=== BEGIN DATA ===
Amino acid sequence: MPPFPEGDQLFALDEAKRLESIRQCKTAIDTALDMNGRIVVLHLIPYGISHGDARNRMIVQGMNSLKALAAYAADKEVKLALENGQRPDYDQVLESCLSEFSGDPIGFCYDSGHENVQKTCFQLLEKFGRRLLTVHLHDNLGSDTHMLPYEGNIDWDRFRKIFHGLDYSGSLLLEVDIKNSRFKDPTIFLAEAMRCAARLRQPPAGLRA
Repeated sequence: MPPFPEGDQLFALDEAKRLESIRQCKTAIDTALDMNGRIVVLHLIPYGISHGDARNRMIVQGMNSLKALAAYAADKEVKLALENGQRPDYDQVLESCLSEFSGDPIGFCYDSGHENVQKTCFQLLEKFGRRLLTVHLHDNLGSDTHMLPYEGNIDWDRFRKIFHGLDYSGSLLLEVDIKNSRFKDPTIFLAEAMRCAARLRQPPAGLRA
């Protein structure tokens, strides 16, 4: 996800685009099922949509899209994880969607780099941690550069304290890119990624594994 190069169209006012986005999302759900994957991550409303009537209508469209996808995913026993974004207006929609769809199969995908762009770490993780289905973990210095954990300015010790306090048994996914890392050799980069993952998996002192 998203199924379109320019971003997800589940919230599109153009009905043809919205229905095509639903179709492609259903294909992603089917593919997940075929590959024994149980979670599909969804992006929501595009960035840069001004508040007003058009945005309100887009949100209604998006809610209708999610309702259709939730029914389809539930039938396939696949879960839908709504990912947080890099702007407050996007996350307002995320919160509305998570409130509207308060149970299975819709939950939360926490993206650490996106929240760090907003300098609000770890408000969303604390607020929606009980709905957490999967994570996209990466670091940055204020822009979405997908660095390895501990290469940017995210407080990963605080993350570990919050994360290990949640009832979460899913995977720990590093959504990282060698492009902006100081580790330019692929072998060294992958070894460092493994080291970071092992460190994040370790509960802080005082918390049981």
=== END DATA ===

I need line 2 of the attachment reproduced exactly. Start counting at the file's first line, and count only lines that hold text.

Repeated sequence: MPPFPEGDQLFALDEAKRLESIRQCKTAIDTALDMNGRIVVLHLIPYGISHGDARNRMIVQGMNSLKALAAYAADKEVKLALENGQRPDYDQVLESCLSEFSGDPIGFCYDSGHENVQKTCFQLLEKFGRRLLTVHLHDNLGSDTHMLPYEGNIDWDRFRKIFHGLDYSGSLLLEVDIKNSRFKDPTIFLAEAMRCAARLRQPPAGLRA